I smirked. “Here I come, Dope-man.”
There were two girls in the dark apartment when I entered. Both were dark-skinned, black-haired Latinas; their prettiness obscured by black eyeliner and red lipstick. They were topless, stuffing wads of bills into the elastic bands of their hot pink panties. Behind them stood Kip Mooney, also shirtless, and buttoning up his Levis. Sweat covered his thin upper torso. His face, on the other hand, looked scoured and handsome – the perfect lumbersexual asshat. He slid his black eyeglasses onto his face, patted each of the girls on their young, bubbly asses, then saw me.
A wad of cash rained to the carpet from his hands. His mouth opened in shock. “God, it’s you. The tarantula!”
|Doug gets his revenge on Kip Mooney.|
I ran for him, letting red rage blind me. I know the girls screamed hysterically. I know Nirvana continued to lament Seattle’s death by popularity. Otherwise, I saw only a flurry of hairy legs, all eight, rain hurt on that punk. I only had to point them in the right direction and they took it from there. Blood sprayed the air. Mooney cried out numerous times. He might have landed a blow on me, but I barely noticed. Practicing with the wife beater downstairs made kicking this guy’s ass a cakewalk. He had the looks, but no fighting style. At some point during the melee, I bounced off a wall, careened into the little prick drug dealer and knocked him into a cupboard. Little baggies of meth spilled everywhere around him. Stumbling, swinging his arms blindly, Mooney stepped all over them. I doubt he even noticed. The women beat a path out the front door, yelling in Spanish like crazy, and I figured it was time to get out of there before I killed the guy. He deserved no less, but I wasn’t sure I was prepared to live with it. I know my son wouldn’t approve.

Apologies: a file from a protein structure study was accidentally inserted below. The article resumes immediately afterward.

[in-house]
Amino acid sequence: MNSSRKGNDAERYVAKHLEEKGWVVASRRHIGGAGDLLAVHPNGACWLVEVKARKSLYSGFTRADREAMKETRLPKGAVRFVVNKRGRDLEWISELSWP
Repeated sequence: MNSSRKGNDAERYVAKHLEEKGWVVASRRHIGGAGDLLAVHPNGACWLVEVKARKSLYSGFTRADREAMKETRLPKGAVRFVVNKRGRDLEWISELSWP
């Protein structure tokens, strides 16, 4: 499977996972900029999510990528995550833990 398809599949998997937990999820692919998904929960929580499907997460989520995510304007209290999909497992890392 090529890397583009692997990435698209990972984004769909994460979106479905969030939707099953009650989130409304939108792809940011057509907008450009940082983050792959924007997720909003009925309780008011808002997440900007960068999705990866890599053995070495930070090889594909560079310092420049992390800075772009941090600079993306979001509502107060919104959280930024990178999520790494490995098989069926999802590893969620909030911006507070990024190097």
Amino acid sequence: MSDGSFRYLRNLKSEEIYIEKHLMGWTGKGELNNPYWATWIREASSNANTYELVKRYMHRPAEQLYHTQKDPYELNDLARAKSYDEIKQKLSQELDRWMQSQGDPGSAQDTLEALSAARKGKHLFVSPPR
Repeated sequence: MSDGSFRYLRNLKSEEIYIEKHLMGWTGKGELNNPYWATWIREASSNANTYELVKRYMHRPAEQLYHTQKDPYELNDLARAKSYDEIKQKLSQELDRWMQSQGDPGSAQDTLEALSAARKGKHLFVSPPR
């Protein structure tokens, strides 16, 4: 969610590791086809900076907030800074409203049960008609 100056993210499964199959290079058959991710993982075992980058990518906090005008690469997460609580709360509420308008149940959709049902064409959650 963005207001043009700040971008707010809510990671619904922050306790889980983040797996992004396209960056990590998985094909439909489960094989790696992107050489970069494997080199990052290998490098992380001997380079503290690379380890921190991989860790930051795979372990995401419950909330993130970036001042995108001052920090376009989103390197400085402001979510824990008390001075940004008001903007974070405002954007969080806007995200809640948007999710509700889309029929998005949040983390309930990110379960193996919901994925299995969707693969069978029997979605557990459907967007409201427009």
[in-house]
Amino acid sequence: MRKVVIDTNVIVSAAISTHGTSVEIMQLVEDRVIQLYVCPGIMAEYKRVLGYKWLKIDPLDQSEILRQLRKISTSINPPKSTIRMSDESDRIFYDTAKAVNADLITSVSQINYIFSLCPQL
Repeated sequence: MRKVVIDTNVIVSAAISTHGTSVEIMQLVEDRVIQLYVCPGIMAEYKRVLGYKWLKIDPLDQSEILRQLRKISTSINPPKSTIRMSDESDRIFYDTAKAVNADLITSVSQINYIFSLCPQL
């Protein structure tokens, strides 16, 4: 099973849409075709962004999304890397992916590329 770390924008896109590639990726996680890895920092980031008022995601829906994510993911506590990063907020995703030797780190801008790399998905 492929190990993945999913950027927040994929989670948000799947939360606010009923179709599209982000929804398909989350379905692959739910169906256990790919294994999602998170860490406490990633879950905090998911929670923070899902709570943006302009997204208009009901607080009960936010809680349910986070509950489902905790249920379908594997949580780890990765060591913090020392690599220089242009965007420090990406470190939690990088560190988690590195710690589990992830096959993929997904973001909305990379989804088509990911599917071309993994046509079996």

I dashed out the way I came in, Nirvana still blaring behind me, and disappeared into the dark night. A few minutes later I heard sirens. I waited in the bushes for a while until I saw two squad cars pull up to the complex, splashing blue and red lights over the outside walls of the apartments. I wondered what the police would make of all the meth in Mooney’s pad.
The rage began to dissipate as I made my way back home. I wasn’t sure what to do with Glenn’s body. Should I bury him? Should I find a way to take him back home to his parents’ place in Camp Verde? ManQuail would probably like that. He felt bad about what he’d done to them. I figured I could get him there, maybe bury him on the property, without them even knowing about it. As it turned out, I wouldn’t have to figure out how to get to Camp Verde.
Something happened while I was away. The door to my apartment was open. All the lights were on and I could see movement inside. Cautiously, I made my way up the stairs and peeked around the corner. There were two people inside my crappy little apartment, one a teenage girl by the looks of it, and the other an older man with round spectacles, quite old-fashioned, perched on the bridge of his nose. The girl carried the body of ManQuail in her arms. The man watched her, a concerned look on his face, and that’s when I recognized him. He knew I was there too. He pivoted around the girl and looked right at me, his face a grim mask of annoyance.
“I see you’ve finally decided to grace us with your presence,” said Saint Maximilian Kolbe.